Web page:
What is Ethical Humanism?


In 1968, I became the Leader of the Ethical Humanist Society of Long Island and am now the Leader Emeritus. Over the years, people have asked me to explain what Ethical Humanism is and what it believes. I have written the answers to the questions in a simple format.

Here is the first of several installments of my answers to those queries.

1. What is the most important idea for an Ethical Humanist?

It is to love life.

2. Is that the whole thing?

There are other things that flow from this one idea.

3. Such as?

Life is to be enjoyed; the life of others should be respected and valued. It also means that life is to be lived as fully as you are able.

3. What does an Ethical Humanist believe about people?

We believe in the worth of all human beings. This means that nothing is more important than a single person. Within each person is a spark of possibilities. Some people may be bad by nature, but this is very rare. Mostly people learn to be good or bad.

4. What does this mean about how I should behave?

It means that everyone should be treated with respect. People should not be ridiculed or mistreated. No one should be humiliated. It means that everyone should be treated kindly and fairly.

5. What else do you believe?

It is the responsibility of each person to treat others in such a way to bring forth the spark of possibilities.

6. So what is the most important thing for an Ethical Humanist?

The most important thing for us is that we want all people to have a good life and that we live our own lives in such a way that we help them achieve it.

7. What is the point of all this?

To allow human beings to flourish.

8. What about those who are limited?

Everyone has limitations. We should attempt to do the best with what we have. It is also to be compassionate towards those who have little and help them as best we can.

9. There are bad people in the world. Do they also have worth?

We believe that most people who act that way do so because of how they were raised or the circumstances of their lives. Some people make bad choices and do bad things. Even so, these people must be treated as human beings, not like animals.

All people deserve to be treated as people. This is the basic ethical rule.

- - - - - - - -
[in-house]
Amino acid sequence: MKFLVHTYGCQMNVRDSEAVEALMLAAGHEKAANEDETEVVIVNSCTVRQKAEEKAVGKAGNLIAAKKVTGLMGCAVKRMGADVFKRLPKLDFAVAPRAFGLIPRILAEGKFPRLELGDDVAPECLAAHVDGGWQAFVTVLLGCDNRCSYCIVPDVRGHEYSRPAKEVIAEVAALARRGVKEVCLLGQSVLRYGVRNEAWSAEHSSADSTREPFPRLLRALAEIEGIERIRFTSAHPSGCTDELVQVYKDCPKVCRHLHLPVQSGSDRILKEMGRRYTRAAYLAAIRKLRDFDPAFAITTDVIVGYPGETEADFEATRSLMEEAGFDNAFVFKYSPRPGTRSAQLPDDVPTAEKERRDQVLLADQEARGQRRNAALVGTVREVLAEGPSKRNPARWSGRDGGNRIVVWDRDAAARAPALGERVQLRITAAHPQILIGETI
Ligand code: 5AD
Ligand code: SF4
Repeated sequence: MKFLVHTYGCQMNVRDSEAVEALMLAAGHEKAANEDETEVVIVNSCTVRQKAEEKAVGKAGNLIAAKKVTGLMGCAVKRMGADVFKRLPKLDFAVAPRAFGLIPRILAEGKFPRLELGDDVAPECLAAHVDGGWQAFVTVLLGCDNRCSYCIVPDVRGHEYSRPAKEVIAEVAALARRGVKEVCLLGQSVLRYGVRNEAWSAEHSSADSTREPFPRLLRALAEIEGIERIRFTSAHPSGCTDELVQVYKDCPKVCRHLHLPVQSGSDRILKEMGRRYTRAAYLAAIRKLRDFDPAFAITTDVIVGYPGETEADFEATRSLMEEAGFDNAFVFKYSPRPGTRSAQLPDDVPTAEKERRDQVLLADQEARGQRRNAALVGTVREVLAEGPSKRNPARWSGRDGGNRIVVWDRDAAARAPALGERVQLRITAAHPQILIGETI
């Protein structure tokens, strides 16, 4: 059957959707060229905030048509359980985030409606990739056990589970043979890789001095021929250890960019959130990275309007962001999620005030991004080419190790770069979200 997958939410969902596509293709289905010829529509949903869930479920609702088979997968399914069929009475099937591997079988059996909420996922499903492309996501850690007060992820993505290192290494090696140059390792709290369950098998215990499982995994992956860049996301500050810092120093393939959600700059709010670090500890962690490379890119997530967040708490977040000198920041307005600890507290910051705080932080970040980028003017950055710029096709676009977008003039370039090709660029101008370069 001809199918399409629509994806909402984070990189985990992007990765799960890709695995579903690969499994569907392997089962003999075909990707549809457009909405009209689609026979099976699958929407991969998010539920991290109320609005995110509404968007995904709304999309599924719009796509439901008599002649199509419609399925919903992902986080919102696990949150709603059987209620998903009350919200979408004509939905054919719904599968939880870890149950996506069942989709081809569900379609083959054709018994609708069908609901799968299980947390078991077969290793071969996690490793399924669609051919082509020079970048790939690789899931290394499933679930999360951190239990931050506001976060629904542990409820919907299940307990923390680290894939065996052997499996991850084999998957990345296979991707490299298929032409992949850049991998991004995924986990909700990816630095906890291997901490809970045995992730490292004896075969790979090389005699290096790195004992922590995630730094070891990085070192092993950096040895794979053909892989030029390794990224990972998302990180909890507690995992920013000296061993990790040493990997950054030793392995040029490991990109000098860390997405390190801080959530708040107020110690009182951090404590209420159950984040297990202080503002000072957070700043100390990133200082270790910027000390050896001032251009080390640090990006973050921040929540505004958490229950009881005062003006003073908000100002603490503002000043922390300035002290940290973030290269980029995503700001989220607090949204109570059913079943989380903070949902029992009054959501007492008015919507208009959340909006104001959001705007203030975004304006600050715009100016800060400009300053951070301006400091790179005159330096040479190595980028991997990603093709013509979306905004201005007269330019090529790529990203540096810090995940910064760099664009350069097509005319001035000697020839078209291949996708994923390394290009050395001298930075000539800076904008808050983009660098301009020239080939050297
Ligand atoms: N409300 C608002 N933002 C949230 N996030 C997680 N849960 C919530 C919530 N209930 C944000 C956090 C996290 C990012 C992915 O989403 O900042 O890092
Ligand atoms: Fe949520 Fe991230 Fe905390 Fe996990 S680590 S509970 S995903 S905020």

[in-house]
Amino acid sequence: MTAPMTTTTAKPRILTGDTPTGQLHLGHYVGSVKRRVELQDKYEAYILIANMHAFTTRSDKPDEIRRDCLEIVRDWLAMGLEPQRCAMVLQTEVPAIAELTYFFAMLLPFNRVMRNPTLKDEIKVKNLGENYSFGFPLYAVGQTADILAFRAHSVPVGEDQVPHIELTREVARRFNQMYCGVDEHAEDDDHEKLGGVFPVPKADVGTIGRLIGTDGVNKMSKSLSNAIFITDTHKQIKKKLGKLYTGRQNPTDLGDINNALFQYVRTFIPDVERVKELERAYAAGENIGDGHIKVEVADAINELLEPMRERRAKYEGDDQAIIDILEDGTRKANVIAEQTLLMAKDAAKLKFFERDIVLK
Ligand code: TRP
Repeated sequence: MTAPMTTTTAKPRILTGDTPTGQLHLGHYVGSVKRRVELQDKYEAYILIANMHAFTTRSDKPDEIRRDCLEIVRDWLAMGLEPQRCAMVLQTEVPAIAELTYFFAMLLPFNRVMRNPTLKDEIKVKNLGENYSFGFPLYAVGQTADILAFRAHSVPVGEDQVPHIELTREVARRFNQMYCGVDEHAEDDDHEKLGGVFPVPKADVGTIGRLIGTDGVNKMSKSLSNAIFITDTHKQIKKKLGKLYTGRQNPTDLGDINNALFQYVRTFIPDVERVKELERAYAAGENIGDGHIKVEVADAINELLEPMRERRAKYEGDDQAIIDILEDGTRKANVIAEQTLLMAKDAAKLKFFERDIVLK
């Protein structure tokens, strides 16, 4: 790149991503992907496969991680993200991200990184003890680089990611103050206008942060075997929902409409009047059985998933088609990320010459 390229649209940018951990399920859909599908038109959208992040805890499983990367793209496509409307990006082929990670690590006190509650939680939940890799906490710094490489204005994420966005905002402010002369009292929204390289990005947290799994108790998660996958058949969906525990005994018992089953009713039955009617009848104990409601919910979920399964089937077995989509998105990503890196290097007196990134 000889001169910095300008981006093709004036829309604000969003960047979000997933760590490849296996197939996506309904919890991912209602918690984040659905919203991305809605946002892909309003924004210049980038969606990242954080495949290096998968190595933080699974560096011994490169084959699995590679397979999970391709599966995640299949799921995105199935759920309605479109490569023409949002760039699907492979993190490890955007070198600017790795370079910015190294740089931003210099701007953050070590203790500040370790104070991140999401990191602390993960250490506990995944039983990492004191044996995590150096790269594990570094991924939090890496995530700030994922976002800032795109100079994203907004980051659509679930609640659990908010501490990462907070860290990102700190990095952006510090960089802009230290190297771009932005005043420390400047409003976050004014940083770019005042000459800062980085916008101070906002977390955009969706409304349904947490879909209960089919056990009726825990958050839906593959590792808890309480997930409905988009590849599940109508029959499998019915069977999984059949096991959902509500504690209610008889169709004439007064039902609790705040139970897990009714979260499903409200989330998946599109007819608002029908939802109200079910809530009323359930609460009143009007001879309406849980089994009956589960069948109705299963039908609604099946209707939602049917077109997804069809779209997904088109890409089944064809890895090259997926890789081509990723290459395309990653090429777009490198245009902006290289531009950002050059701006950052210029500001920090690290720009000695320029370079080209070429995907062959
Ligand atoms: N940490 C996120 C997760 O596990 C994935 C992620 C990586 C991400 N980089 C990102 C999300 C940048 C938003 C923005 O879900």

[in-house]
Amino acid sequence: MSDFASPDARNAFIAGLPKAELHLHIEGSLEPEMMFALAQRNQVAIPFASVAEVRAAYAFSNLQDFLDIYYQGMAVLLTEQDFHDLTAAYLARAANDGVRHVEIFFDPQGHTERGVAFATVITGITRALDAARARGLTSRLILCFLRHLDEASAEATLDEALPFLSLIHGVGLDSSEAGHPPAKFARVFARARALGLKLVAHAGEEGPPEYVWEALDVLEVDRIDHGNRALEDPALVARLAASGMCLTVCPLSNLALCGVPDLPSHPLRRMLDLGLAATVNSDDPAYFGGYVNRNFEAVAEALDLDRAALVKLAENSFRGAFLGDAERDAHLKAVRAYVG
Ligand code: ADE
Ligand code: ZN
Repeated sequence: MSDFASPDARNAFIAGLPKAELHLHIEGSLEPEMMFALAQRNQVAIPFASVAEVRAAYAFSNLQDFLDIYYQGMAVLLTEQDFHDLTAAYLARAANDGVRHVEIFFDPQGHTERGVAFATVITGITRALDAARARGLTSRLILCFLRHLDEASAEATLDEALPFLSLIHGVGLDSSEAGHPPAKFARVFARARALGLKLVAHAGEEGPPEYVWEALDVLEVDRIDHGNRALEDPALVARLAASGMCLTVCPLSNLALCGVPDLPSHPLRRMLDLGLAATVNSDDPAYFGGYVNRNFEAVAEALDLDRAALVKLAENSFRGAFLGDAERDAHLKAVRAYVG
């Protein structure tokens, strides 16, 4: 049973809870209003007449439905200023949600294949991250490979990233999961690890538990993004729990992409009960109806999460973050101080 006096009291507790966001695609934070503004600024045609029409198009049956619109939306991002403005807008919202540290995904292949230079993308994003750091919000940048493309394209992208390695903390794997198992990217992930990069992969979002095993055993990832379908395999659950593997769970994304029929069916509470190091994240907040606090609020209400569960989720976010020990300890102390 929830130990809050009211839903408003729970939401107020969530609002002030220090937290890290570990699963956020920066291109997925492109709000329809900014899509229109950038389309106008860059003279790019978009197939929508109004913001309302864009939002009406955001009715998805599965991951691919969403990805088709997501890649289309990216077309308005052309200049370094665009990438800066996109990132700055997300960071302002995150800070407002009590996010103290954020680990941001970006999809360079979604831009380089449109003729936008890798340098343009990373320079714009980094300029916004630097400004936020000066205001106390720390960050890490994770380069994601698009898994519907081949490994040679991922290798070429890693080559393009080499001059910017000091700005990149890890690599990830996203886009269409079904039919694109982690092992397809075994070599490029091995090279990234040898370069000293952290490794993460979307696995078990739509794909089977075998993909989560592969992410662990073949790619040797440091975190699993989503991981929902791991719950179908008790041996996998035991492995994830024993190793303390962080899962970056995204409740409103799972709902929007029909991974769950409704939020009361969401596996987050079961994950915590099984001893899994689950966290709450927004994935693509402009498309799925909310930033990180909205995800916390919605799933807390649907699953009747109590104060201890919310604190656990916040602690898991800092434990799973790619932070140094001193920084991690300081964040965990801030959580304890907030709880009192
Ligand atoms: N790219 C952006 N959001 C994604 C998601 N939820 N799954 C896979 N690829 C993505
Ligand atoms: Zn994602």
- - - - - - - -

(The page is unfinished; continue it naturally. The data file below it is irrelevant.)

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5 thoughts on “What is Ethical Humanism?

  1. Because Humanists believe in science and evolution, I find it surprising that there is not a emphasis here on humans’ responsibility not only towards other humans, but towards the environment and other sentient beings that feel pain and can even communicate amongst each other. What does it mean to treat someone “like an animal”? I contend that humanists should not treat animals “like an animal” either—it diminishes us to inflict unnecessary harm and suffering on other beings.

    • Point well taken. Responsibility needs to include all that you mention.
      Still, shouldn’t there be a difference in treating humans and animals, with humans having priority, if there is a forced choice? I love my cat but this is qualitatively different than the love I have for my family. GIven a choice between rescuing a person or an animal, it would be the person. It is right that penalties for mistreatment of children is greater than mistreatment of pets.

  2. “Life is to be enjoyed.” This is mind-blower for me. Maybe it’s because I’m a guy and try to live up to some kinda manhood-ethic which prizes duty above all else. Appreciate your post here. It’s Saturday and I’ll try to include some enjoyment on my day off from work, even as I’m under-employed.

  3. Pingback: The Humanist Manifesto « Alchemy of the Word

  4. Pingback: The Humanist Manifesto | Alchemy of the Word

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